David Mann’s Proposal To Address Cincinnati City Council’s Corruption Problems…
We have a big problem in our beloved city, elected officials on the take. I grieve for the city which I have served on and off for over 40 years. And I ask myself what can be done to reduce the opportunity for the terrible, illegal shenanigans we have experienced. The following proposal will help.
I move that Council change the way development agreements are negotiated. We must separate the negotiations from the final decisions. Without political interference, our civil servants should negotiate with developers pursuant to written policies adopted by Council and the Mayor.
Council would be involved only in reviewing and then approving, rejecting or modifying the proposed development. If our negotiators require guidance during negotiations, they would be expected to use a transparent process involving all elected officials.
New written Council policies should…
- Clearly define the separate roles of the city’s development and administrative officers and Members of Council; and
- establish clear boundaries separating those roles.
Developers can make millions of dollars on developments involving tax abatements and other public incentives. Routinely, developers call on Council Members about their ideas long before the City Manager and our development officers are anywhere near a final proposal for presentation to Council. It is all too easy for the wrong participants to fall into an illegal path at this early juncture.
The Members of Council have no business negotiating the details of development agreements with developers. We rely on professional development officers and we expect them to follow the city policies we adopt.
Council does not decide what kind of fire hoses to buy for our fire trucks. Council does not negotiate contracts for asphalt. Council does not concern itself with the content of our civil service exams. The reality is that elected officials are not very good at these kinds of decisions. Nor are we qualified to be in the middle of negotiations for a new office building or a project to create more affordable housing.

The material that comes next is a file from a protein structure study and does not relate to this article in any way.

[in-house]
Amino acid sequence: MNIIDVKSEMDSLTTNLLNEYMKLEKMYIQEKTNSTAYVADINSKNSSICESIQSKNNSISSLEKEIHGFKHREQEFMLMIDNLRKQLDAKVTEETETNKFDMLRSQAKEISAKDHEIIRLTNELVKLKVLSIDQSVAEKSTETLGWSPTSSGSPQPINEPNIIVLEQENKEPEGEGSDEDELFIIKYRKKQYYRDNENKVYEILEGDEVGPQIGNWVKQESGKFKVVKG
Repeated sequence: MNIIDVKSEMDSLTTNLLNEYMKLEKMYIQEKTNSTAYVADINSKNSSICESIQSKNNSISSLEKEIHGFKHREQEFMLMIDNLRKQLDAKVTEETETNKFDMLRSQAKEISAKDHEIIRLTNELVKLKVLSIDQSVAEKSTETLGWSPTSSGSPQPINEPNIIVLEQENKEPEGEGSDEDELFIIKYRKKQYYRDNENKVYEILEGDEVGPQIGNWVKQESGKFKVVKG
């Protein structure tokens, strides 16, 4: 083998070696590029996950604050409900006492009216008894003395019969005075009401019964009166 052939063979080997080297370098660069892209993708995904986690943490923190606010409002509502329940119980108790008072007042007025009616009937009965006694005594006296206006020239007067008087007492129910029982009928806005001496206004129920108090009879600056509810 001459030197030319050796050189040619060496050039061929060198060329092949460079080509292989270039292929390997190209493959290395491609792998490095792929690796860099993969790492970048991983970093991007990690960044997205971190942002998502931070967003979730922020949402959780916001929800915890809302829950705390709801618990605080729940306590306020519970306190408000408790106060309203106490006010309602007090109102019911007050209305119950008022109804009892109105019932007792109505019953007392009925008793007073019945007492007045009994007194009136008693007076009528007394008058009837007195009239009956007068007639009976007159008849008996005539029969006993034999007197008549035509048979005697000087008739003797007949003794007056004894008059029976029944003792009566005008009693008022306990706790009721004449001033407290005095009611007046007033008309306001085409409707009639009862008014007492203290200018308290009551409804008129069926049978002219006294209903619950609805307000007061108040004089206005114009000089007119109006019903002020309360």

We need detailed written development policies laying out when and under what circumstances it is proper in Cincinnati for a developer to approach Members of Council about a new development agreement with the city.
I propose these principles for consideration…
- Council and the Mayor should determine development goals including jobs, tax revenues, repopulation, affordable housing, economic inclusion, neighborhood benefit and so on.
- Council and the Mayor should identify available incentives for development and the parameters for their use.
- The Mayor, City Manager and our development officers should be the exclusive representatives of the city in the negotiation of development agreements and the presentation to Council of an agreement for review and approval, modification or disapproval.
- Until formal presentation of a development agreement to the Council, it is not appropriate for developers or their representatives to lobby or otherwise seek to involve Members of Council in the negotiation process.
- Nor is it appropriate for Members of Council to involve themselves in the details of ongoing negotiations.
- The rules in paragraphs 4 and 5 above should be defined as ethics violations with criminal penalties for developer and Council Member alike. Misconduct by a developer also should result in debarment from future city development projects.
We can establish a framework to reduce the involvement of Members of Council in the negotiation process. Members of Council have plenty to do once negotiations are complete and a recommendation is presented for consideration. This is when and where Members of Council have their critical role to fill.
David Mann for Cincinnati Mayor
I have served this community as councilman, mayor, member of congress and, most recently, as vice mayor and chair of the budget and finance committee. In this most challenging time of unrest and the coronavirus, experience and wisdom count more than ever before. Humbly, I believe that my years of public service have prepared me to be mayor in this particularly challenging moment. I ask for your help on this journey.
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